The Pink Professor, no slouch himself when it comes to all things romantic -- a string orchestra ought to be following the dear around -- told me, "It is lovely, but not as lovely as your smile." Aww, I think he might be blinded by love, because my smile isn't that lovely; I have what I'd call bad teeth, even though I go to the dentist, so they're at least functional; but I think what he was getting at was the look of delight on my face, as I could barely squelch my smile in seeing his delight at receiving it. Plus, what's bad teeth when you're in love? He treasures the whole me, and of course the feeling is mutual.

I tried to cover up my romantic sloshing around with a joke on the subject, "Your beautiful response I will milk for all it's worth. I can already hear it splashing in the bucket." And I swear, all this happened way before I got the 1934 picture of the boy with the milk bucket yoke! But it's an interesting coincidence that the rare picture came into my life so soon following!

The rest of this post will be pure fantasy, as I put on a Ricardo Montalban demeanor and speak in his voice:

We share a laugh -- perhaps a little forced -- but it stimulates something genuine -- making it well worth it to force a laugh.

I give him a good appraisal. My eye is drawn to beauty. I'm intuitive, unerring, able to see the underlying truth of appearances and presentation. From your bracelet, I see many glints in the light ... how resplendent!

We retire to the divan. I finger his new bracelet. We contemplate it over coffee and croissants.

1934 Photo - Boy With A Milk Bucket Yoke

Sometimes I'm in the mood for old pictures of people I don't know, if there's anything interesting about them. If I see one I really like and don't get it, I have serious regrets for about a day.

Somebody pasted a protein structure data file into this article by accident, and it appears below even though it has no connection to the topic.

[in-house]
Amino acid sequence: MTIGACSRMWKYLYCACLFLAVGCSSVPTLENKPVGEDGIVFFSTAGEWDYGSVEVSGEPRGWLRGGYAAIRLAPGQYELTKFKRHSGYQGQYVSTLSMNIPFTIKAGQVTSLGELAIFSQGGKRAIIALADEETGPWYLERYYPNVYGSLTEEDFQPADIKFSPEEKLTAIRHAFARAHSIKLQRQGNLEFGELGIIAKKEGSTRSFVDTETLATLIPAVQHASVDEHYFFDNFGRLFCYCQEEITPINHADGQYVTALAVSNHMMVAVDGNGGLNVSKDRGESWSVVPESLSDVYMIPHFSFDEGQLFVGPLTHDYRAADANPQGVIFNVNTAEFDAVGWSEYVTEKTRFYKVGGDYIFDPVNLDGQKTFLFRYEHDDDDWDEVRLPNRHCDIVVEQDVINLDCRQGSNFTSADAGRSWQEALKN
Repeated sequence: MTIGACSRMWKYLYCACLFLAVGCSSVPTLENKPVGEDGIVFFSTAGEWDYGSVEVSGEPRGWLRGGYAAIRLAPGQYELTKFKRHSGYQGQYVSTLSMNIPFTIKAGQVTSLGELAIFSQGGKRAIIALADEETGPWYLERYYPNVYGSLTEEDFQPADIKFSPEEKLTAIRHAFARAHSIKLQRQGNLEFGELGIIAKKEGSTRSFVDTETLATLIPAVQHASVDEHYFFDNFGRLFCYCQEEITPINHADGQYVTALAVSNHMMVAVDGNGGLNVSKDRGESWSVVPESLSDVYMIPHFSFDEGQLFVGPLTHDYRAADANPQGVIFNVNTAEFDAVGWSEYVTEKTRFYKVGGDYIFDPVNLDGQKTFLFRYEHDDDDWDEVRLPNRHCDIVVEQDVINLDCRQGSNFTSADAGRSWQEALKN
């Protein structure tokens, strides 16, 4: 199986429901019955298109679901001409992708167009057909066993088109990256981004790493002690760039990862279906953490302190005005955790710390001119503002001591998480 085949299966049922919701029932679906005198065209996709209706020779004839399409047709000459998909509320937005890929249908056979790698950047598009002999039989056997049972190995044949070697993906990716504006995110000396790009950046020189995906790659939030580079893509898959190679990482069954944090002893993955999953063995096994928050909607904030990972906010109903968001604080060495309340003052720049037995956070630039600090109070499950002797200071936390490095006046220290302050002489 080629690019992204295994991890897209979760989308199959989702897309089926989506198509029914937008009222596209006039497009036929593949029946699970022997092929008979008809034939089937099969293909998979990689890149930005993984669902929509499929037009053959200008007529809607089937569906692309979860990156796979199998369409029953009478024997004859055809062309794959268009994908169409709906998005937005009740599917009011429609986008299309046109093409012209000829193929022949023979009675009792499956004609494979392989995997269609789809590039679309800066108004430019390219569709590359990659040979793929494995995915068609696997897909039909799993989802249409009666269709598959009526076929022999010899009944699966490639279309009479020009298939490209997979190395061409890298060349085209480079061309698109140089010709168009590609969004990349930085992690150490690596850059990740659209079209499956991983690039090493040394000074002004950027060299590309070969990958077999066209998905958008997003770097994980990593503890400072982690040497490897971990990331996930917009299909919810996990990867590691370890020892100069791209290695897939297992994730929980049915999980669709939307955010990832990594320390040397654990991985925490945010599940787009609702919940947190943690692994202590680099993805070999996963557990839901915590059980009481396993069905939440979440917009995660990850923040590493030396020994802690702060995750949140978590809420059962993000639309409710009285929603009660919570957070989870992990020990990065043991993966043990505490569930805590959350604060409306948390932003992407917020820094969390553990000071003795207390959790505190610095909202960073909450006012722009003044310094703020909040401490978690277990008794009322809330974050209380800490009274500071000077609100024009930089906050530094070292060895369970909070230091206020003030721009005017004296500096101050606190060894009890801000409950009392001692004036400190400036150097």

I haven't bought any old pictures for six months at least, but was out today and got a couple. This is a snapshot that's interesting to me, since I don't see that many milk bucket yokes.

Saturday, May 14, 2011

Shopping Around My Biography

I've been reflecting back over my life a lot lately. Age does that for you. And sharing some things with friends, who all say, "You should write a book!" You've probably heard that a million times too. But who has time to write a book?

Still, it's a great idea, if I could just find a "with" guy to actually write it for me. He could listen to me talk for a few hours, then pad it out from his own imagination, double-space it and use three inch margins and we'd have a book. I'm hoping to get Edgar Rice Burroughs, since I like the treatment he gave of Tarzan, but there's a chance he's dead.

I'm something of a hero like that, only more so. And it all came back to me with the killing of Osama bin Laden. That led to a minister somewhere being outed for lying to everyone about his once being a Navy SEAL. It really got me thinking, I actually was a Navy SEAL, and if it's such a big deal, I ought to be capitalizing on it.

It's true. When the Navy one time said they were getting some SEALS together, I happened to be there, and they said, "Hey, you!" To make a long story short, I signed up, went to Vietnam, killed Ho Chi Minh, and the rest is history.

After that, with my confidence totally boosted -- in overdrive -- I went on to many other achievements. I'm way too modest to list them all, but I could mention a few of the more minor ones, like the Oscar I won for my portrayal of a bit player in Bonnie and Clyde. Ever since then, I've dodged the paparazzi, but one day I had trouble. A guy came to my door claiming to be a homeless guy looking for a handout, pointed at me and exclaimed, "You're him!"* And there was a very nice write-up in People.